Well, we complain about not getting enough — you know, not enough bonus, not enough commission, not enough everything. And, that is fine. We are an entitled generation after all.

I remember growing up and seeing my Pa having to work two jobs and getting paid shit just to put food on the table and send us to school. It was hard. Now, I wouldn’t want to go through what my father did. I think I wouldn’t last as long. All these make me appreciate what I currently have. Sure, it wasn’t like Google or Microsoft but, believe me, I am having the greatest time of my life.

Appreciate what you have. You are still able to bring food to the table for your family. Be grateful.



You can read and write. Be thankful. #attitudeofgratitude

There has been a great improvement in terms of literacy in the country. Almost every one that I know can read and write, communicate in English and do basic math. The question, perhaps, is how significant can education really be in a society.

I say a person is educated if he or she has the capacity to interact with others using known conventions such as reading and writing, solve basic mathematical problems and carry a decent conversation with others. I don’t necessarily mean a college degree — though that can be another advantage one may want to enjoy. By education, I refer to the exercise of acquiring the necessary sets of skills in order to get a job, raise a family, run a business or, in general, function as a civilized man in society.

But, if you really think about it, education, in its sincerest form, is hope. For a lot of people, education is a means to an end, And, that end is always about escaping poverty. Nelson Mandela said: Education is the most powerful weapon which you can use to change the world — at least, in our case, our own little world.

If you are reading this right now, be grateful.



You can sleep well at night. Be thankful. #attitudeofgratitude

I read an article somewhere about the world’s least livable cities in 2017. Apparently, some people tried to see the livability – or not – of a city based on the following factors: political stability, healthcare, culture and environment, education and infrastructure.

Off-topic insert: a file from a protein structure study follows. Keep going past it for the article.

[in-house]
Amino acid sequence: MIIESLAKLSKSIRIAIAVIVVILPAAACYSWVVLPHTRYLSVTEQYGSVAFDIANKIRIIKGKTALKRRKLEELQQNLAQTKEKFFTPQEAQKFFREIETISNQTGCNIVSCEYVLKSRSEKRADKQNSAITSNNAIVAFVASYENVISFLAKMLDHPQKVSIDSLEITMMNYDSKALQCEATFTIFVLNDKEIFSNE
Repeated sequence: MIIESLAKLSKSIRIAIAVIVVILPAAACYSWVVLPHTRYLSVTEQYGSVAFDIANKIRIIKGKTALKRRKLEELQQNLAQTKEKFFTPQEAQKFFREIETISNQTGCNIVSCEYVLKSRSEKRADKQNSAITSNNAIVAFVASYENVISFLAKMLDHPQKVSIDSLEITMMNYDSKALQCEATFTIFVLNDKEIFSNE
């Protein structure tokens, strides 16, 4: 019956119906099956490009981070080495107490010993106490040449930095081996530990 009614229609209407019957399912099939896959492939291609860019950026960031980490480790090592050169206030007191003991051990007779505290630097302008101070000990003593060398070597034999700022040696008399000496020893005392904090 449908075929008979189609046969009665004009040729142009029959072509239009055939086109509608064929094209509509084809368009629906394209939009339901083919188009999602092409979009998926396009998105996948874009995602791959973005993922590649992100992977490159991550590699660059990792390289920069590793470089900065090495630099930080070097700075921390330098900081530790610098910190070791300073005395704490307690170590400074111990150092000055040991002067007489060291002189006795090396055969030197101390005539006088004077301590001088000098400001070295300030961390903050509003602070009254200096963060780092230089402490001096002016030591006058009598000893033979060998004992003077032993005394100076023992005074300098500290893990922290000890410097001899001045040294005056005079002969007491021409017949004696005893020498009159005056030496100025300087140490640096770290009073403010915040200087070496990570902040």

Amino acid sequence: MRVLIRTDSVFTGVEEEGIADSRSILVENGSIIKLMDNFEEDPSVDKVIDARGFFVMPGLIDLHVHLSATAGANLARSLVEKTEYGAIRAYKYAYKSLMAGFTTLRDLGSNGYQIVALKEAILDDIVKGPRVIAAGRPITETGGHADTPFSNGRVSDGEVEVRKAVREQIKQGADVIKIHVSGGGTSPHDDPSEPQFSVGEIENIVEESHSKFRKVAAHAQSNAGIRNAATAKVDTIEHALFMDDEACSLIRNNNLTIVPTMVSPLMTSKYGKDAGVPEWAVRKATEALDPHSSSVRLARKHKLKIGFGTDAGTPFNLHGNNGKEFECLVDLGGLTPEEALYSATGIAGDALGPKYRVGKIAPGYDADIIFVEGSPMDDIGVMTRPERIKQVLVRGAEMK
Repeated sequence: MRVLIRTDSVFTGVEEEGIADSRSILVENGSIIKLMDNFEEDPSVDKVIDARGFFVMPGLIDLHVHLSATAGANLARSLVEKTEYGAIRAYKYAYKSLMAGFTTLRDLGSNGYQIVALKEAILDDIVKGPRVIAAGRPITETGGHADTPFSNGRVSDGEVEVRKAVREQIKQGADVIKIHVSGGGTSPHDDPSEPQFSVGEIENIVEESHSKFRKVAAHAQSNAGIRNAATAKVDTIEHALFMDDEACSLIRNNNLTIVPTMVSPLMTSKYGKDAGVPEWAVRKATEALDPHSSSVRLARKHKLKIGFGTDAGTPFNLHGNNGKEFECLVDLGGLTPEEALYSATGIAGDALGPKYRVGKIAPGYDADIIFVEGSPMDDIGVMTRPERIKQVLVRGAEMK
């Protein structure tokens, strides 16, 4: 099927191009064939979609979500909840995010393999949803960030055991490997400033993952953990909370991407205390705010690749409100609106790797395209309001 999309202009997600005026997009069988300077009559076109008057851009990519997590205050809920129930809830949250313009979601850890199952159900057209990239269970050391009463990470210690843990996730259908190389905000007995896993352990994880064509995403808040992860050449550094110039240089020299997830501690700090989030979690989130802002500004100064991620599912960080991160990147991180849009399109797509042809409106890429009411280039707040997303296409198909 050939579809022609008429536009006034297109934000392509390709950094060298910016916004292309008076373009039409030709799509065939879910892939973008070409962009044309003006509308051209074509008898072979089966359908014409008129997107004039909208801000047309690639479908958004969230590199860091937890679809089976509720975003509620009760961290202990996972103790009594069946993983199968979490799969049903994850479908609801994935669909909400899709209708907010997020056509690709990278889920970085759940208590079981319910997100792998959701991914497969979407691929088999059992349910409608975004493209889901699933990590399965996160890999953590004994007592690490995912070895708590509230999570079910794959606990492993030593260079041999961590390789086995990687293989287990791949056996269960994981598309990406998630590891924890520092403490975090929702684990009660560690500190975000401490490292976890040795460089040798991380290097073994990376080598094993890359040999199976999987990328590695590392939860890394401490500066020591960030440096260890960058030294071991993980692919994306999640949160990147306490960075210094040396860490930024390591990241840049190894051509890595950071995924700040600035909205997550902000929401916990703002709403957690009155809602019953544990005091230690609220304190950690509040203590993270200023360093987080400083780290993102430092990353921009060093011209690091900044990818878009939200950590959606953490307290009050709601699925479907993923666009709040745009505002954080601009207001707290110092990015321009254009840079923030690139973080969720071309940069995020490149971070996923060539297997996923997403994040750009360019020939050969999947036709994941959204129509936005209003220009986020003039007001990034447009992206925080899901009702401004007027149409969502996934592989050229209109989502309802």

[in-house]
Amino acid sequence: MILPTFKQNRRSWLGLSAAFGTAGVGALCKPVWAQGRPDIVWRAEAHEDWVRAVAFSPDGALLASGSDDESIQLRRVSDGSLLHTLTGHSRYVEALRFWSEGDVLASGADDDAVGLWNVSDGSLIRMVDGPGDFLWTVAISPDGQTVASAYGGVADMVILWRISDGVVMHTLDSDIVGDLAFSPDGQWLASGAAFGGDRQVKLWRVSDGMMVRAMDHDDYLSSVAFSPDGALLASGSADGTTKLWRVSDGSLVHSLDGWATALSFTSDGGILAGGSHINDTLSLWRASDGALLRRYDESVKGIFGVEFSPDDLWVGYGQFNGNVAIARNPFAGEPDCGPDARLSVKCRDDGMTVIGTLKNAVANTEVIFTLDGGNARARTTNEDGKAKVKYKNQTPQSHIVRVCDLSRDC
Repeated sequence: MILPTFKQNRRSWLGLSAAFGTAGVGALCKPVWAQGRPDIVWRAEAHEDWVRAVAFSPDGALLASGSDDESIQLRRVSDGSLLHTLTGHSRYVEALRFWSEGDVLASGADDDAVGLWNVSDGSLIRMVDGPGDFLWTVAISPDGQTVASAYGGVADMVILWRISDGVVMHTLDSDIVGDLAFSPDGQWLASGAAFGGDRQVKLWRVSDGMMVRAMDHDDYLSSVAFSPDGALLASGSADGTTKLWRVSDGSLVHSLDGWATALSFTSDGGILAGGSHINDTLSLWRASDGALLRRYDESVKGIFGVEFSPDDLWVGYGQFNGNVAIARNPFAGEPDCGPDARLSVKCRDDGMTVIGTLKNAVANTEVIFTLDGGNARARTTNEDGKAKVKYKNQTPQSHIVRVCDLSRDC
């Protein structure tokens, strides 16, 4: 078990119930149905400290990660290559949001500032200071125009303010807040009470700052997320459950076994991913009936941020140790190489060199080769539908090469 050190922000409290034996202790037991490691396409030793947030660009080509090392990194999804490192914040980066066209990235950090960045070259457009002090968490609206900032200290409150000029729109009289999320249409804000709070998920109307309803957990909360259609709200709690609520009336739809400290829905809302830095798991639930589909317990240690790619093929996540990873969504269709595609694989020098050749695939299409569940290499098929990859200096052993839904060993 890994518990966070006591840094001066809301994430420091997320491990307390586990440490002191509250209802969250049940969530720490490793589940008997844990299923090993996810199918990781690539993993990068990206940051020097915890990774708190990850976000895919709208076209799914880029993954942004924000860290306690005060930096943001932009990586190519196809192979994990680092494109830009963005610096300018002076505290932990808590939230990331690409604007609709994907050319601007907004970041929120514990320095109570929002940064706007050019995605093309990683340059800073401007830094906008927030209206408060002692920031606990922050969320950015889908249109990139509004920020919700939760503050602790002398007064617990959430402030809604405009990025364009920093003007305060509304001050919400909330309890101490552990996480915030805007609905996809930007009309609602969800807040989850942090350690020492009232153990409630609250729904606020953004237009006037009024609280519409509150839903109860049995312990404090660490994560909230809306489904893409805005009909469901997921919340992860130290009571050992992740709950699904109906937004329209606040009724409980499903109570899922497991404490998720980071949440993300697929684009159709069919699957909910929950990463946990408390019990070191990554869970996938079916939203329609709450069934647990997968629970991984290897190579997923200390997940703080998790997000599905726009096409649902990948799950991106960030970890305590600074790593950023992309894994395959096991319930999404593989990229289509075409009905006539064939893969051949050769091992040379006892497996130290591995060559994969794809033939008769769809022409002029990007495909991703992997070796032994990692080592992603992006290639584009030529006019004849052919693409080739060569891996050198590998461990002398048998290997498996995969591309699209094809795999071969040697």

I remember reading this while stuck in traffic and cursing the long queue of vehicles beneath the blistering heat of the sun. According to the report, ten cities are considered the least livable in 2017. These cities are Damascus in Syria, Lagos in Nigeria, Tripoli in Libya, Dhaka in Bangladesh, Port Moresby in Papua New Guinea, Algiers in Algeria, Karachi in Pakistan, Harare in Zimbabwe, Douala in Cameroon and Kiev in Ukraine. These cities are beset with war, instability, hunger, sickness, terrorism, among other things. Don’t get me wrong, I still hate being stuck in a road jam but I cannot but feel blessed that I don’t have to worry about being bombed on the road.

Abraham Maslow’s Hierarchy of Needs tells us that man’s needs are divided into five tiers: physiological, safety, belongingness and love, esteem and self-actualization. Imagine telling this to a starving kid who lost his parents and some limbs in the middle of war. If you are lucky enough to live in a community that builds you, be grateful.


We all wish for happiness now and in the years to come. I have always been talking about happiness. However, I come to realize that happiness is not something you can consume… or use… or wear. Perhaps, this is the very reason why it seems more elusive than we think it would be. Happiness is lived. It is experienced. It is enjoyed. Living in gratitude, I believe, is the best way to be happy.